HINTON, WV (WVNS) — During different eras of war, fighting for your country was not a choice. At 24-years-old, Private First Class 3 Daniel Frazier did not have a choice.
“Well I got drafted in September of 1961, it was the biggest draft ever had during the Berlin Crisis,” Frazier said.
The story is a bit different for Retired First Sergeant Robert Bennett. For him, it was a choice he made. He was inspired to enlist after his friend Sgt. Mecot Camra was killed in the Beirut Bombing in Lebanon.
“I knew him really well, I went to school with him and said I would like to join the Marines so I went to Beckley to try and join the Marines and they said no so I walked next door and tried to join the Army,” Sgt. Bennett said.
While each man took a different journey to get there, both served their country with pride. Both facing terrifying moments, many times wondering if this moment would be their last.
“The first day when we got to Iraq the first scud missile was launched into our compound and when it did you could see grown people with tears dripping off their face,” Bennett said. “We didn’t know if they were chemical attacks or just scud attacks because Saddam Hussein always said he was going to launch a chemical attack on us and people thought it was our last day then.”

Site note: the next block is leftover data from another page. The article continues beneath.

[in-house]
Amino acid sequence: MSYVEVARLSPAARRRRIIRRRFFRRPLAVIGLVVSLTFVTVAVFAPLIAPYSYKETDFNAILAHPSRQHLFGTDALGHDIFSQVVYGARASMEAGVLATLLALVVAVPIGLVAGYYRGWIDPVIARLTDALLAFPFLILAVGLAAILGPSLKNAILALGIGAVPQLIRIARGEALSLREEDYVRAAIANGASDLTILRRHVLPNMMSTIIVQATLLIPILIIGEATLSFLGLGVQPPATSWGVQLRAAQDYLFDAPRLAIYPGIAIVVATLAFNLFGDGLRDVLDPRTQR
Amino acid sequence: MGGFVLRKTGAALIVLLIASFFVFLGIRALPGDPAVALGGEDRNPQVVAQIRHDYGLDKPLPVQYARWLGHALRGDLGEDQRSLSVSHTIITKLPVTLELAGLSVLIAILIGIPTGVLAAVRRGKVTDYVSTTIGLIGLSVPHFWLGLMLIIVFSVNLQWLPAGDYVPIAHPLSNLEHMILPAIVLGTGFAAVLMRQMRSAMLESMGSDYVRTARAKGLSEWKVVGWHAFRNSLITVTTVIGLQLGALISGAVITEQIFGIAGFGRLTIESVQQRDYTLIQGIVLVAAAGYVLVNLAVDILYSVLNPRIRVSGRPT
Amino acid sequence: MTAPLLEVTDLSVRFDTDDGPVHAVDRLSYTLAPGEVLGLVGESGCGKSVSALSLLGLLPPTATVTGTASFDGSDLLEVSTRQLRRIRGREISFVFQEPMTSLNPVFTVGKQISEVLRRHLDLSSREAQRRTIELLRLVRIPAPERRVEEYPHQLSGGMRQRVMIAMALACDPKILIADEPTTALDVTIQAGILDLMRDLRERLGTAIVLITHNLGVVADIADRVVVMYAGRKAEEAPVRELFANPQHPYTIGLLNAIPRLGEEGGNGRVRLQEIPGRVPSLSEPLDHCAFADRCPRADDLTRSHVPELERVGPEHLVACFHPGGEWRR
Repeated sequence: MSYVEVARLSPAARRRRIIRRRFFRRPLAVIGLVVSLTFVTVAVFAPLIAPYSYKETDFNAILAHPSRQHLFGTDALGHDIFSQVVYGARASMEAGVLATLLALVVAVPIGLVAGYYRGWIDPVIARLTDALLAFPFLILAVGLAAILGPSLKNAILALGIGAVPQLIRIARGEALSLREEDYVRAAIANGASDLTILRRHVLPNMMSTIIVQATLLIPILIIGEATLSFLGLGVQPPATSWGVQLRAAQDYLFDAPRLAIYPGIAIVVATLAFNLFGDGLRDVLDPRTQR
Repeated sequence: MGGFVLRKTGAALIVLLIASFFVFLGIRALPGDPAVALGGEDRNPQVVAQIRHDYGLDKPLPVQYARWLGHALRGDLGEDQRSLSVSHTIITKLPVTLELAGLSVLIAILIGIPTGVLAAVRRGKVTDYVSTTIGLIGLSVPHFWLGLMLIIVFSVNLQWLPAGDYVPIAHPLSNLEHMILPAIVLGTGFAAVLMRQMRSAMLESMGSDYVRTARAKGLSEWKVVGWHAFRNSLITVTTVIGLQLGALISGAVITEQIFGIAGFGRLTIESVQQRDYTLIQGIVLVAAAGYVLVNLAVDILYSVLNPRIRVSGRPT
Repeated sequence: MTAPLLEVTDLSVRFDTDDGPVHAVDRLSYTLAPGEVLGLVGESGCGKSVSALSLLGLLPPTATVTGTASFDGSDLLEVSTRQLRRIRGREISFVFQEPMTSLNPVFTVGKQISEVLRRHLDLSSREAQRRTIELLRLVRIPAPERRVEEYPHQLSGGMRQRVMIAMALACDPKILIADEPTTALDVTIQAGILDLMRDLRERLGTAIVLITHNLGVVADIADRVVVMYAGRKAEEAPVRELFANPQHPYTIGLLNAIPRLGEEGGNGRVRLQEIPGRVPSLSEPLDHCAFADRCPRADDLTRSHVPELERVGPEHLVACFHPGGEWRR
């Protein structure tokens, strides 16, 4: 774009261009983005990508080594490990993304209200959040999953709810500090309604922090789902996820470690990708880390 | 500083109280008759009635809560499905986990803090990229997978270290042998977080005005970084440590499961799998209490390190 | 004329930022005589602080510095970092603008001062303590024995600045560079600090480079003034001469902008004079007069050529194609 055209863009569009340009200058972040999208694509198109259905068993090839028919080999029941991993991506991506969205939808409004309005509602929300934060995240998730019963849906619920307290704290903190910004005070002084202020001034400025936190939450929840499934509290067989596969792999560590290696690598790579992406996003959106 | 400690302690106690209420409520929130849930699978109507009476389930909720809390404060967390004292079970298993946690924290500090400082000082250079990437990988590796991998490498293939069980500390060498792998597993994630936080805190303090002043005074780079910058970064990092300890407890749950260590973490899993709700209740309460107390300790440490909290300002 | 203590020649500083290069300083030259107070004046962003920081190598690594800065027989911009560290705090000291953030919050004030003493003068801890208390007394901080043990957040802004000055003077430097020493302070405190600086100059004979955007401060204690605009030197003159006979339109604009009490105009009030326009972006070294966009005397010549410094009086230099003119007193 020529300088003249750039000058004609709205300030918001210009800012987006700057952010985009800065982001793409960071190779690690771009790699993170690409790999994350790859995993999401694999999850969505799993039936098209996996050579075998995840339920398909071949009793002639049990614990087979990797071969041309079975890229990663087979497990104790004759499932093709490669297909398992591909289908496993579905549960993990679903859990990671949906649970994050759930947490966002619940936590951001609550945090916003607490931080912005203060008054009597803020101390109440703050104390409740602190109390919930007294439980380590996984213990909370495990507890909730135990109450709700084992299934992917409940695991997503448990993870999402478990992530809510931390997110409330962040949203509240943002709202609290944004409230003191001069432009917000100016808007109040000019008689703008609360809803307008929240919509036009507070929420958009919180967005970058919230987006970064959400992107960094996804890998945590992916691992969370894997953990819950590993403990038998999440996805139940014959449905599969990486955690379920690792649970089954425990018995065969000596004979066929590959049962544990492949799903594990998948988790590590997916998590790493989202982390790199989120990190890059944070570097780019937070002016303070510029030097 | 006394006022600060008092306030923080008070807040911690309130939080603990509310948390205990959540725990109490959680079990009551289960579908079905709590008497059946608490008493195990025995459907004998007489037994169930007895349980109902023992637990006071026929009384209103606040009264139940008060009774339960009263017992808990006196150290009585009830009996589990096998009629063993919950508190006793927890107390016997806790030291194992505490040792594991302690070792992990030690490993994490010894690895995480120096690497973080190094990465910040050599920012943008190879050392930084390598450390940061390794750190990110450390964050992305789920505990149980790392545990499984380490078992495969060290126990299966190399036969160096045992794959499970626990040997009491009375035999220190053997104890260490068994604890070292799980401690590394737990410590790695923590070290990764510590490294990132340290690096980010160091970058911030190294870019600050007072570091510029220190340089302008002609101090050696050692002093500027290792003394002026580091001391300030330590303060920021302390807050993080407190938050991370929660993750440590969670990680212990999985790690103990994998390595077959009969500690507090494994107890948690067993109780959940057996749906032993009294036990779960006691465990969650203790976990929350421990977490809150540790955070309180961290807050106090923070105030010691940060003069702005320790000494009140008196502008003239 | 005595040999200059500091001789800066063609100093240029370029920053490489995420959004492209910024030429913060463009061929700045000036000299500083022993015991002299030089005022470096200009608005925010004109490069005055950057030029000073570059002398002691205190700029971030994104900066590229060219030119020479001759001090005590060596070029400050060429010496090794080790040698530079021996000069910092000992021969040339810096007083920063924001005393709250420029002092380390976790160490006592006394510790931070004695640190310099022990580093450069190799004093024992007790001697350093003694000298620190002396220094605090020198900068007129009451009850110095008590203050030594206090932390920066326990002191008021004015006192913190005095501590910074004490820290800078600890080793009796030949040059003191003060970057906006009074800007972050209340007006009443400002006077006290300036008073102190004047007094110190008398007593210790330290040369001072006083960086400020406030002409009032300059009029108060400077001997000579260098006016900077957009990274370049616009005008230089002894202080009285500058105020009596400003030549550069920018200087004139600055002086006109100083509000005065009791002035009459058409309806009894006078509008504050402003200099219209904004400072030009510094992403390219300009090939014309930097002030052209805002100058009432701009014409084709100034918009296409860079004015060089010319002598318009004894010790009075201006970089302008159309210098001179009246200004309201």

Frazier handled heavy equipment during his service, but his scares were different. He says even though he was ready for it during his service, he never saw any action. He says at 24, he felt more comfortable going into the draft than he would have felt right out of high school.
“I have to admit though one thing, it was a big draft and when we got down there, there was 5,000 people,” Frazier said. “Some of them with uniforms, some of them like me. I have to admit when I first walked off that bus if I had known which way to run I would have tuck off it was kind of scary looking.”
While their paths were different, one thing remains the same – a dedication to their country, and a willingness to do what was necessary to get the job done and protect their countrymen and women.
“I enjoyed my time in the military, I am proud of the service I did and if I had to do it all over again, I would do it again,” Bennett said.
“Right now if I had to, even though I am almost 85-years-old I would go, I would stand up for my country. I love my country,” Frazier said.
A reminder that freedom isn’t free.
Sergeant Bennett retired in 2005 after 23 years of service, and Private First Class Frazier served for two years and received an honorable discharge, he was also in standby alert for eight years.